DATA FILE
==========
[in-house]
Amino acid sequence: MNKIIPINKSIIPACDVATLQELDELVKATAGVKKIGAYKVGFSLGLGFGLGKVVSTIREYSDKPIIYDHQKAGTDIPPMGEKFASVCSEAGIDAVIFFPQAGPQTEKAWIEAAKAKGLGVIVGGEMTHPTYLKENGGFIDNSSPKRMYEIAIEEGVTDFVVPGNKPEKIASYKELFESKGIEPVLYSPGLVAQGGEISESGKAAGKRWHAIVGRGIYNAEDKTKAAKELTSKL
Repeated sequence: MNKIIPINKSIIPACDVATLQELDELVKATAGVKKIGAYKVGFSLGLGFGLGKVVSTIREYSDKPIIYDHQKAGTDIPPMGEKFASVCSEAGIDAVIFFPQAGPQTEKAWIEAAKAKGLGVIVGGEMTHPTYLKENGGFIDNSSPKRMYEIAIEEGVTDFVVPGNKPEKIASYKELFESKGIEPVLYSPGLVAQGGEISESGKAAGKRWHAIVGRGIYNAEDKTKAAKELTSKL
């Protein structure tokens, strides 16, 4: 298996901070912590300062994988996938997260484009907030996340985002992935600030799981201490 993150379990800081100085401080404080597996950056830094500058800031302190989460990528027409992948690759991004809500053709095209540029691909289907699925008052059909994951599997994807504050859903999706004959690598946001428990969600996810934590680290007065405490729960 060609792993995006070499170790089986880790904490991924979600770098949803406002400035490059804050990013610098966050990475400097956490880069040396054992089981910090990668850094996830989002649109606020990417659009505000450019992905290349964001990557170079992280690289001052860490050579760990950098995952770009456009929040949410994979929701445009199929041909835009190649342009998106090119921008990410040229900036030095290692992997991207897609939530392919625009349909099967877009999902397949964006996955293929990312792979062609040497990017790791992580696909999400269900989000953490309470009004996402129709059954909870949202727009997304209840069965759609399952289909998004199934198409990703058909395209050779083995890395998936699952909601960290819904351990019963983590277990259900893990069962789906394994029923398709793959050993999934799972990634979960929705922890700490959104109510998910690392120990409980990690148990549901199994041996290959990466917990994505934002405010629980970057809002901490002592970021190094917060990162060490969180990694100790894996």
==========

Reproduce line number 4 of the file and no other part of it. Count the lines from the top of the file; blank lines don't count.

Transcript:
């Protein structure tokens, strides 16, 4: 298996901070912590300062994988996938997260484009907030996340985002992935600030799981201490 993150379990800081100085401080404080597996950056830094500058800031302190989460990528027409992948690759991004809500053709095209540029691909289907699925008052059909994951599997994807504050859903999706004959690598946001428990969600996810934590680290007065405490729960 060609792993995006070499170790089986880790904490991924979600770098949803406002400035490059804050990013610098966050990475400097956490880069040396054992089981910090990668850094996830989002649109606020990417659009505000450019992905290349964001990557170079992280690289001052860490050579760990950098995952770009456009929040949410994979929701445009199929041909835009190649342009998106090119921008990410040229900036030095290692992997991207897609939530392919625009349909099967877009999902397949964006996955293929990312792979062609040497990017790791992580696909999400269900989000953490309470009004996402129709059954909870949202727009997304209840069965759609399952289909998004199934198409990703058909395209050779083995890395998936699952909601960290819904351990019963983590277990259900893990069962789906394994029923398709793959050993999934799972990634979960929705922890700490959104109510998910690392120990409980990690148990549901199994041996290959990466917990994505934002405010629980970057809002901490002592970021190094917060990162060490969180990694100790894996």